AS an investor while analysing the balance sheet you may have come across the term ‘negative working capital’ and often thought that as it is ‘negative’it is not good.
AS an investor while analysing the balance sheet you may have come across the term ‘negative working capital’ and often thought that as it is ‘negative’it is not good. However, this need not necessarily indicate a problem with the company; in some cases, it could be a good thing. Let us understand what is negative working capital and its relevance from an investor’s perspective.
Working capital is that part of capital which the company needs to run day-to-day operations such as paying wages, salaries, suppliers and creditors. In other words, it is excess of current assets over current liabilities. Current assets are those assets which can be converted into cash, normally within one operating cycle / one year. This includes assets such as cash and cash equivalent, debtors, inventory, prepaid expenses and other liquid assets which can be converted into cash easily. Similarly, current liabilities are those liabilities which are normally payable within one operating cycle / one year. This includes liabilities such as accounts payable, creditors, outstanding expenses, etc.
Negative working capital
Negative working capital arises in a scenario wherein the current liabilities exceed the current assets. In other words, there is more short-term debt than there are short-term assets. Generally, having anything negative is not good, but in case of working capital it could be good as a company with negative working capital funds its growth in sales by effectively borrowing from its suppliers and customers. Contrary to the above, some investors may think negative working capital is not good since a company is not able to pay its outstanding bills and creditors. When managed properly, negative working capital could be a way to fund your growth in sales with other people’s money.
How working capital becomes negative
Negative working capital often arises when a business generates cash so quickly that it can sell its products to the customer before it has to pay its bill to the supplier. In the meantime, it is technically using the supplier’s money to grow. Though it is good to have negative working capital, it is not everyone’s cup of tea. Generally, firms who are dealing with cash-only business enjoy high turnover with negative working capital. Such firms don’t supply goods on credit and constantly increase their sales. Online retailers, discount retailers, grocery stores, restaurants and telecom companies are expected to have negative working capital.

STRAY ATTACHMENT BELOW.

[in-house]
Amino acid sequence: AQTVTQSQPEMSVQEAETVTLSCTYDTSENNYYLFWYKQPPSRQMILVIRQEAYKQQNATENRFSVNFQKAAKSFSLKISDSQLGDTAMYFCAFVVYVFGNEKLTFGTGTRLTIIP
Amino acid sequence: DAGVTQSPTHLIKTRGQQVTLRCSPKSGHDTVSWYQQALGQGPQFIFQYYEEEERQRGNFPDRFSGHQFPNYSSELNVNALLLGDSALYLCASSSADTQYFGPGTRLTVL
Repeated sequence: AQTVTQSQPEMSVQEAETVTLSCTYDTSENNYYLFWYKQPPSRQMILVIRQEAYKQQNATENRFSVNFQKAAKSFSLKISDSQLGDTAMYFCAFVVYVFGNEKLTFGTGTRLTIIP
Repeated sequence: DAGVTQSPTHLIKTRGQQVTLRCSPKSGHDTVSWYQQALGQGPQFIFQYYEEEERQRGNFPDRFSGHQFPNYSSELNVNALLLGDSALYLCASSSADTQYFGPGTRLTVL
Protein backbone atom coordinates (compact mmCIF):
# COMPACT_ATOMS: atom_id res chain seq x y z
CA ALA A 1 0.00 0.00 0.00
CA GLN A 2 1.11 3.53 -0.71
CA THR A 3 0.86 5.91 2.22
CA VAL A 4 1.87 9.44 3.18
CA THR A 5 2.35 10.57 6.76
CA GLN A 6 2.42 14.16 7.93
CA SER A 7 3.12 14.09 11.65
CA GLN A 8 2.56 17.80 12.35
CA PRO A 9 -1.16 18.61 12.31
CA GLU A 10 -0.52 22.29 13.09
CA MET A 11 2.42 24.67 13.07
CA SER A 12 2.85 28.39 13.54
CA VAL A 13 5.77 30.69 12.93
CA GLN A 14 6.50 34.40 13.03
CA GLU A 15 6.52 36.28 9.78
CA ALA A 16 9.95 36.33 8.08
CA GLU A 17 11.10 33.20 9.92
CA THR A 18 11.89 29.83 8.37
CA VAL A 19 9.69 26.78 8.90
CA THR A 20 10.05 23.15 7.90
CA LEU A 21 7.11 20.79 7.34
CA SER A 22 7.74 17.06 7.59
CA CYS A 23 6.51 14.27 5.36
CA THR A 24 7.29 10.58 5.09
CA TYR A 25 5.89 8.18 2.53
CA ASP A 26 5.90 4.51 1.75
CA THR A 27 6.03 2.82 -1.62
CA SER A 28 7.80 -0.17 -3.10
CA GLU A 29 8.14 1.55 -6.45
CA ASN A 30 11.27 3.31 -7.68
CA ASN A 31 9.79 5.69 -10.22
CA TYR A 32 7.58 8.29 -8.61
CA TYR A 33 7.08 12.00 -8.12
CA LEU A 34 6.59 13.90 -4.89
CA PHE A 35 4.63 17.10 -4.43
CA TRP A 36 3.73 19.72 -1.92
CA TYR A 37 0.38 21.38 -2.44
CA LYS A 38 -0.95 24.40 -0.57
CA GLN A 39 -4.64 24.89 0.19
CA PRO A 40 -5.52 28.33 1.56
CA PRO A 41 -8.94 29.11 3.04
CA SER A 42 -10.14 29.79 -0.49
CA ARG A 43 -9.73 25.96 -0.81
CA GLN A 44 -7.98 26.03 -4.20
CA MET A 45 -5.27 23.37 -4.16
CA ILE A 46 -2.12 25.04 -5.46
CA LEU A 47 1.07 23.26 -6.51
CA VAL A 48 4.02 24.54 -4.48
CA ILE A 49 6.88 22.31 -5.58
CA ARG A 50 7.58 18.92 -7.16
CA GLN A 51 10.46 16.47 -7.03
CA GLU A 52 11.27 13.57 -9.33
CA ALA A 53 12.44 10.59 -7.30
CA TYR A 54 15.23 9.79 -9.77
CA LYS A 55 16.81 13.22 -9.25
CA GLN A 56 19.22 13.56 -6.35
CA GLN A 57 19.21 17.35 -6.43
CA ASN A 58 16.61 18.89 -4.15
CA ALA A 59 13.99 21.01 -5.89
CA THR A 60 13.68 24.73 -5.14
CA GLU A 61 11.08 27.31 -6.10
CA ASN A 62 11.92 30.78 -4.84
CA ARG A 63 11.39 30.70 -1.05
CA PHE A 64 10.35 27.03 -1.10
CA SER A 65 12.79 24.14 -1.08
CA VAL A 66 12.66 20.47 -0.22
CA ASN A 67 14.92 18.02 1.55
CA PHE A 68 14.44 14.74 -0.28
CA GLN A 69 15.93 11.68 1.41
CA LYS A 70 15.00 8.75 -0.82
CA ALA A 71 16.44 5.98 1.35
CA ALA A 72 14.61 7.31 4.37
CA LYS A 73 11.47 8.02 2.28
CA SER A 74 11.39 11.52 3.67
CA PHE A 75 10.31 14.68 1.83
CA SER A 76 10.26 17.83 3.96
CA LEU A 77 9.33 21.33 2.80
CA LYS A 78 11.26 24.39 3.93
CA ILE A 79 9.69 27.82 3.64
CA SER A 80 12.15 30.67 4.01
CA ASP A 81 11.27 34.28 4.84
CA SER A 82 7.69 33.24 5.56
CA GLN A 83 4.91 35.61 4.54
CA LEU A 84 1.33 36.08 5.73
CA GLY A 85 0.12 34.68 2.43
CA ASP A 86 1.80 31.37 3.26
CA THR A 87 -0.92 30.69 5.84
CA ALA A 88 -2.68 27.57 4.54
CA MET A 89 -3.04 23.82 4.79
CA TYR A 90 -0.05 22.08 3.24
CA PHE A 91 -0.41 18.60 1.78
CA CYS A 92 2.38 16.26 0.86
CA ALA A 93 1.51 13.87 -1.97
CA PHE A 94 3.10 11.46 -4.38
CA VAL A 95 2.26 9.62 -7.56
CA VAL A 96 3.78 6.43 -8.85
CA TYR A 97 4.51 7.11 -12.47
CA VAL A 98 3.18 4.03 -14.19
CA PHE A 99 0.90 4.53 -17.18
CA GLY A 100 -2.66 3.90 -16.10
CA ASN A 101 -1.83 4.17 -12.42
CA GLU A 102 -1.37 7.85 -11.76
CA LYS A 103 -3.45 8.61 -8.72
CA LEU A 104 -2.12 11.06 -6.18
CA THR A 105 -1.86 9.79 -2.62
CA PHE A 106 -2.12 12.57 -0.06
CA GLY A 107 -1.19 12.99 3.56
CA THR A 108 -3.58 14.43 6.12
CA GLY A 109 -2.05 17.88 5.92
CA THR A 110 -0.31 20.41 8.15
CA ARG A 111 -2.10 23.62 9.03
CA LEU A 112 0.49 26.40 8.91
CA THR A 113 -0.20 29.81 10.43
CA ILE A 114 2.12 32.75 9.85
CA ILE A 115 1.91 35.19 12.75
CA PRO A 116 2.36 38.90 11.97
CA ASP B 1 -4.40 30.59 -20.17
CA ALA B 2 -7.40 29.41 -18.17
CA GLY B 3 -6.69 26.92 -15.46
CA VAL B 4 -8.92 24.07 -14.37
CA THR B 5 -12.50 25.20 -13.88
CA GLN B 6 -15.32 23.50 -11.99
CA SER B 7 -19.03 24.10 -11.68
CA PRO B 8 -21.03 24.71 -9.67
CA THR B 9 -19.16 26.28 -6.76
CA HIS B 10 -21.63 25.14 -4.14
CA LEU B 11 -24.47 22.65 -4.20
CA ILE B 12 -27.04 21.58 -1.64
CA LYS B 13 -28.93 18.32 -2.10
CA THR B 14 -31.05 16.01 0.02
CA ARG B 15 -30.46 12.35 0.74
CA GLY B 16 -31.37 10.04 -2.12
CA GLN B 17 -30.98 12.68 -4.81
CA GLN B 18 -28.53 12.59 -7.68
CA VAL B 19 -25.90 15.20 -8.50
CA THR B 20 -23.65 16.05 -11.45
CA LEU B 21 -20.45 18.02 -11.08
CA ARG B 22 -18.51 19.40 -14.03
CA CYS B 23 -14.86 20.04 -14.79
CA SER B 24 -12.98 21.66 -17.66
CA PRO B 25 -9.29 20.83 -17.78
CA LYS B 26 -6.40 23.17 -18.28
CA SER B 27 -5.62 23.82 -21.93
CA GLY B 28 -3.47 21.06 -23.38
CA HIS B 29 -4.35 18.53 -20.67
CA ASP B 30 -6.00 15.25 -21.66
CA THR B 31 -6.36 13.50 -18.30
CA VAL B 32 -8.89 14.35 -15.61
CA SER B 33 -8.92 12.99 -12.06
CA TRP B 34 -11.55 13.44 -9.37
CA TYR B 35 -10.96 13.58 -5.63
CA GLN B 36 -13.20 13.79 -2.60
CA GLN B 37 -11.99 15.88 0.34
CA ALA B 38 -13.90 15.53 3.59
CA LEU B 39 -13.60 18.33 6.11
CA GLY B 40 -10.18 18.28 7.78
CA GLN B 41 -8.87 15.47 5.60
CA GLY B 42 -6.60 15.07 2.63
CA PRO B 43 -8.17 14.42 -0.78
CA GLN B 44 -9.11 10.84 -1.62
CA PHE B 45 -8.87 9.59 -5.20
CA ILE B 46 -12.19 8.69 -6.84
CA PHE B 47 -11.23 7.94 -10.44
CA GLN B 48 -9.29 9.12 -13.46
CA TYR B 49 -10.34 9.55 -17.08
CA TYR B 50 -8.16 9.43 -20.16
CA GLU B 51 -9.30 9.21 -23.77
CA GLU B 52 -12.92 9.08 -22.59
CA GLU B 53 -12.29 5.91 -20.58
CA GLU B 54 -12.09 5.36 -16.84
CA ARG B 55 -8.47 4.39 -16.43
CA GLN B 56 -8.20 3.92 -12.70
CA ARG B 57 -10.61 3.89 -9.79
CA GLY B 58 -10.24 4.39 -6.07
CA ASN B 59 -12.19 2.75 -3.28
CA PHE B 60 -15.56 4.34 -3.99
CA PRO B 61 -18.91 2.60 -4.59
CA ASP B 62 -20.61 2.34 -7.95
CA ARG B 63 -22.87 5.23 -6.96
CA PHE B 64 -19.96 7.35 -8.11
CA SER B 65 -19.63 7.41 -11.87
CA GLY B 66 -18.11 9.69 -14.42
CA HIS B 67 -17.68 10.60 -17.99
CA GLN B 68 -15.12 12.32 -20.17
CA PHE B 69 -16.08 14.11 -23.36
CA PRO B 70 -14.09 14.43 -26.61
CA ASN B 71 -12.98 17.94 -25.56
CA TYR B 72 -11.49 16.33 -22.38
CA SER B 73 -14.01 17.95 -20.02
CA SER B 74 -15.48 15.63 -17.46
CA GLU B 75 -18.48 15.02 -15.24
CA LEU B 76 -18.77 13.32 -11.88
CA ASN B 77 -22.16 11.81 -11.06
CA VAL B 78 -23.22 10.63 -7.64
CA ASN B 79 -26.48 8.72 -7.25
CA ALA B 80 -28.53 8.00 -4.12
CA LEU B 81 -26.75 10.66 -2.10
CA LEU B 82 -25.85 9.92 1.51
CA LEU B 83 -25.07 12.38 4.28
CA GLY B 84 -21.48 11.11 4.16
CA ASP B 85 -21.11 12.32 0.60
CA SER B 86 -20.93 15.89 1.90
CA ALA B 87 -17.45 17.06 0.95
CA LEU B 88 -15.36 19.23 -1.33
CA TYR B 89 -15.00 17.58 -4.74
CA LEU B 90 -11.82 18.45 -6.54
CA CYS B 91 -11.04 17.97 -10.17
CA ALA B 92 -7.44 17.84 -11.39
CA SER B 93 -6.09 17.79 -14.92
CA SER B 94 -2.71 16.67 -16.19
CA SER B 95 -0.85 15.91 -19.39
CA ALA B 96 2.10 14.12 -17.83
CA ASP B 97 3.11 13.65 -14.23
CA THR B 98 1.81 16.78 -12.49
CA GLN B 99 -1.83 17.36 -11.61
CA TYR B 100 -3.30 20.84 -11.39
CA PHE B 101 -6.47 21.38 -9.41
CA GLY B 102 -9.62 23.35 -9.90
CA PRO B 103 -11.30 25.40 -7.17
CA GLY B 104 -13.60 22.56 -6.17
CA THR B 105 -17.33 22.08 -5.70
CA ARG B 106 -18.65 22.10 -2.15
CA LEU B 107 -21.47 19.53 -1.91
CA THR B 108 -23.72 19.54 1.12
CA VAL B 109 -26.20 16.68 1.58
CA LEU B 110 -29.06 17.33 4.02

Is negative working capital good or bad?
It is not always bad to have negative working capital. It is by design that certain companies with established brands, apart from the industries mentioned above, have negative working capital because they are able to bargain very well with their suppliers. The major advantage is the holiday from bank financing; it saves the interest cost by getting the current assets financed by the suppliers. However, in the long term negative working capital could probably pose a problem. If a company always has more current liabilities than current assets its liquidity ratios may be not be lucrative. To conclude, working capital alone will not provide the long-term picture. As an investor, one needs to look at a company’s financial statements over the period of a few years with various other indicators apart from working capital.
The writer is professor, School of Commerce and Management, Central University of Tamil Nadu, Thiruvarur